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AFL-CIO's snub of Ronald Reagan shows relations between big labor and the President are fast turning from chilly to frigid. The failure of the federation to invite Reagan and Labor Secretary Raymond Donovan to address its New York convention Nov. 16 underscores the almost total lack of communication between union leaders and the White House. In the past, invitations to the President and labor secretary have been extended regardless of policy differences. President Nixon, for example, spoke at an AFL-CIO convention and was courteously received at a time when organized labor was feuding with him.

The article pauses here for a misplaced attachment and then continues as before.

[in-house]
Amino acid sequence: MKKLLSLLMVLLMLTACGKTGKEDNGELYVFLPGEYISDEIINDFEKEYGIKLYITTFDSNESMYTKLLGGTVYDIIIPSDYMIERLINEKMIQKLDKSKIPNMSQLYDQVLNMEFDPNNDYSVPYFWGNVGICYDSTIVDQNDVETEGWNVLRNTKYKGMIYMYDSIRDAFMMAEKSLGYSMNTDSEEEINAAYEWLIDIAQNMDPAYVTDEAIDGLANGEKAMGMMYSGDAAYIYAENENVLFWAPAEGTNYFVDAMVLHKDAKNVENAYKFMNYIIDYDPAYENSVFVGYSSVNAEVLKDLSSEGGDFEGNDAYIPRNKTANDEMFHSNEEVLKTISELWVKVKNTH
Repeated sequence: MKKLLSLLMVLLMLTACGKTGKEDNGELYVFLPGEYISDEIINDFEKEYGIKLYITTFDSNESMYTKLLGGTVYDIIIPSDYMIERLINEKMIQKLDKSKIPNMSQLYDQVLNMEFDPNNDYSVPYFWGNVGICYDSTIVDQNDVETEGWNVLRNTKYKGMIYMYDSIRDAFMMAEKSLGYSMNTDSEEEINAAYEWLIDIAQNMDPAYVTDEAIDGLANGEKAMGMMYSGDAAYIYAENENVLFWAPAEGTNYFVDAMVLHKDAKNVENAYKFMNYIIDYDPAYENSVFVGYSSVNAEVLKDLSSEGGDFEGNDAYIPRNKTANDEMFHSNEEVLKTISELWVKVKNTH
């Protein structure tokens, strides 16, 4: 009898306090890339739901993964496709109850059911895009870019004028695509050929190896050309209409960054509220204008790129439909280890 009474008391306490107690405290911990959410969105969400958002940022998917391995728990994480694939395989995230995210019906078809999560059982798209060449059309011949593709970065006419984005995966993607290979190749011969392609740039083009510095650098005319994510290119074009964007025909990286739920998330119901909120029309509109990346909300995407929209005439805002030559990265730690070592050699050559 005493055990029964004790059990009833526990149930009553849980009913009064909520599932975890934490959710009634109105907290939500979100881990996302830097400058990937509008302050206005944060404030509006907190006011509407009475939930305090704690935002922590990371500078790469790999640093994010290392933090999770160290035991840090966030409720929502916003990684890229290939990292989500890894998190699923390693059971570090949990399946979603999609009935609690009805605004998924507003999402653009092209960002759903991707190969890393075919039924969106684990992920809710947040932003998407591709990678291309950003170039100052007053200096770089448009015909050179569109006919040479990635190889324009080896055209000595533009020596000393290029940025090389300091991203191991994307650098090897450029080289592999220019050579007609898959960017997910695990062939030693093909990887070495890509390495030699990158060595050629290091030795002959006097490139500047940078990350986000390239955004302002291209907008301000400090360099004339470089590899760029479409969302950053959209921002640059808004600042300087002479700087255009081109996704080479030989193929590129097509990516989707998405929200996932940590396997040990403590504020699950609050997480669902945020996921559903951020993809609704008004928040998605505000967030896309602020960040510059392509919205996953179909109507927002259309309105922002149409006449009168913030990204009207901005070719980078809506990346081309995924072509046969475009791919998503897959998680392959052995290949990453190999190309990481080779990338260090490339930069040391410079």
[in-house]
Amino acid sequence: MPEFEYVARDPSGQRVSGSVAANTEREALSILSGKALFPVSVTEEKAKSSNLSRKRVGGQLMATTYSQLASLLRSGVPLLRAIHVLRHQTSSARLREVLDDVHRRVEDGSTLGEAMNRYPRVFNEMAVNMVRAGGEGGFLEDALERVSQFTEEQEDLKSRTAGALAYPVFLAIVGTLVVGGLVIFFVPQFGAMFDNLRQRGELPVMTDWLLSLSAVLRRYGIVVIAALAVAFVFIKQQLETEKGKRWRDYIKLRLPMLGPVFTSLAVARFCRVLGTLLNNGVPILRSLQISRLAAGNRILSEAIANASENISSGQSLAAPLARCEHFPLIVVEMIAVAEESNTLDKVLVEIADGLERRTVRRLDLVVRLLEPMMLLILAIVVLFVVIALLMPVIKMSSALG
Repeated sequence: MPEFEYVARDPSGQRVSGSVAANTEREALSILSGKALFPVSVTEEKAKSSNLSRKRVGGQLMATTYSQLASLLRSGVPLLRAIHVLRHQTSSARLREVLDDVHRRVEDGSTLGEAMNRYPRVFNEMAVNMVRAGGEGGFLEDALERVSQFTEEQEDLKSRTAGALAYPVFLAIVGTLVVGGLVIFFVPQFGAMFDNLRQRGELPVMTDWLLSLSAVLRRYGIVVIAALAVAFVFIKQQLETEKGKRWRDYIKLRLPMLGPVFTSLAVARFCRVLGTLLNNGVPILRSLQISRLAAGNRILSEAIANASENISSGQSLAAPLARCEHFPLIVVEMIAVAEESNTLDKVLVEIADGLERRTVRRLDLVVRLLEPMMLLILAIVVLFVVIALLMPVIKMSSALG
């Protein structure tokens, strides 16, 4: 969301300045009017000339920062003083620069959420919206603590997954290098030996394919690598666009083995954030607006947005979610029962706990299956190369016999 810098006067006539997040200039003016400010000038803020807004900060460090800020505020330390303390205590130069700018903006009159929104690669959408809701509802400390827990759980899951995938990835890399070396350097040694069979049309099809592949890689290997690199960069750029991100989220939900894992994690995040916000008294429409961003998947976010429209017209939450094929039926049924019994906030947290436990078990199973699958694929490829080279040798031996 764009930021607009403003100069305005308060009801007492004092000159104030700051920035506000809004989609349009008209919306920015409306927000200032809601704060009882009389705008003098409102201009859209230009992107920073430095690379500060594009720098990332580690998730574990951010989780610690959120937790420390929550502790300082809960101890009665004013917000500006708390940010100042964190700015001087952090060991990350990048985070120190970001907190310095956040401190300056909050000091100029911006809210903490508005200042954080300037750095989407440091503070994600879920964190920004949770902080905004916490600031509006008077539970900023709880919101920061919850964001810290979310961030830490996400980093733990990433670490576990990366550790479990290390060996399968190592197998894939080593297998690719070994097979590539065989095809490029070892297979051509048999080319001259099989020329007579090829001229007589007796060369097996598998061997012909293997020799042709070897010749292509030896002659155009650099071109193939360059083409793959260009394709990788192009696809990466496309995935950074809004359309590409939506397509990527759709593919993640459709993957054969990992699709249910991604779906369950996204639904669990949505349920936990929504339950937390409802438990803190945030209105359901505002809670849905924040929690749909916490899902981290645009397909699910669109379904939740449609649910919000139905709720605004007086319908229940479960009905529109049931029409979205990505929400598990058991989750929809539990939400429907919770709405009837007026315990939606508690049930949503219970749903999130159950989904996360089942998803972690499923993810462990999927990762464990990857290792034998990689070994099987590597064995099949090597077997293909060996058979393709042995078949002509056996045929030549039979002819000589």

The cold-shoulder treatment could also reflect something else: AFL-CIO concern over the support Reagan continues to have among labor's rank and file. An invitation might have appeared to condone this support at a time when federation leaders are trying to woo members away from the Reagan camp.

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